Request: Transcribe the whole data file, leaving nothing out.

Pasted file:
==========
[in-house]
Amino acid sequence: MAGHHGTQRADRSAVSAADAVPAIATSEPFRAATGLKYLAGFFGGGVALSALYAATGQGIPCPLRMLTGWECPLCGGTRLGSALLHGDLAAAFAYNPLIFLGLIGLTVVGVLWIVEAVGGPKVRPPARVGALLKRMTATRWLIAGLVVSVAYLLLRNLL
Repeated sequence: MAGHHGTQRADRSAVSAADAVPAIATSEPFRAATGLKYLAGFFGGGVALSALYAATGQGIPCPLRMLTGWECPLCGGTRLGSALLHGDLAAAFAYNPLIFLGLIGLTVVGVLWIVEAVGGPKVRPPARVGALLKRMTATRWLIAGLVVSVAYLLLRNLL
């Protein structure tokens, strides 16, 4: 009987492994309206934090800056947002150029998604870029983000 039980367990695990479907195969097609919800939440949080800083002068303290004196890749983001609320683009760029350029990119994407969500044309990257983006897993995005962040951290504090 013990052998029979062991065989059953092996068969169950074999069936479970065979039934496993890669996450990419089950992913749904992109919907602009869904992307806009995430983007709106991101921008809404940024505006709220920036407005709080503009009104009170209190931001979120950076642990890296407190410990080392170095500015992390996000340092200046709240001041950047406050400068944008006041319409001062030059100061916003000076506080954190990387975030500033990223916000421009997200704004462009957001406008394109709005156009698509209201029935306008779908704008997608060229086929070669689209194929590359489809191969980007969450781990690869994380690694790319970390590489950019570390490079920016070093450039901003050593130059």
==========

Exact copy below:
[in-house]
Amino acid sequence: MAGHHGTQRADRSAVSAADAVPAIATSEPFRAATGLKYLAGFFGGGVALSALYAATGQGIPCPLRMLTGWECPLCGGTRLGSALLHGDLAAAFAYNPLIFLGLIGLTVVGVLWIVEAVGGPKVRPPARVGALLKRMTATRWLIAGLVVSVAYLLLRNLL
Repeated sequence: MAGHHGTQRADRSAVSAADAVPAIATSEPFRAATGLKYLAGFFGGGVALSALYAATGQGIPCPLRMLTGWECPLCGGTRLGSALLHGDLAAAFAYNPLIFLGLIGLTVVGVLWIVEAVGGPKVRPPARVGALLKRMTATRWLIAGLVVSVAYLLLRNLL
């Protein structure tokens, strides 16, 4: 009987492994309206934090800056947002150029998604870029983000 039980367990695990479907195969097609919800939440949080800083002068303290004196890749983001609320683009760029350029990119994407969500044309990257983006897993995005962040951290504090 013990052998029979062991065989059953092996068969169950074999069936479970065979039934496993890669996450990419089950992913749904992109919907602009869904992307806009995430983007709106991101921008809404940024505006709220920036407005709080503009009104009170209190931001979120950076642990890296407190410990080392170095500015992390996000340092200046709240001041950047406050400068944008006041319409001062030059100061916003000076506080954190990387975030500033990223916000421009997200704004462009957001406008394109709005156009698509209201029935306008779908704008997608060229086929070669689209194929590359489809191969980007969450781990690869994380690694790319970390590489950019570390490079920016070093450039901003050593130059």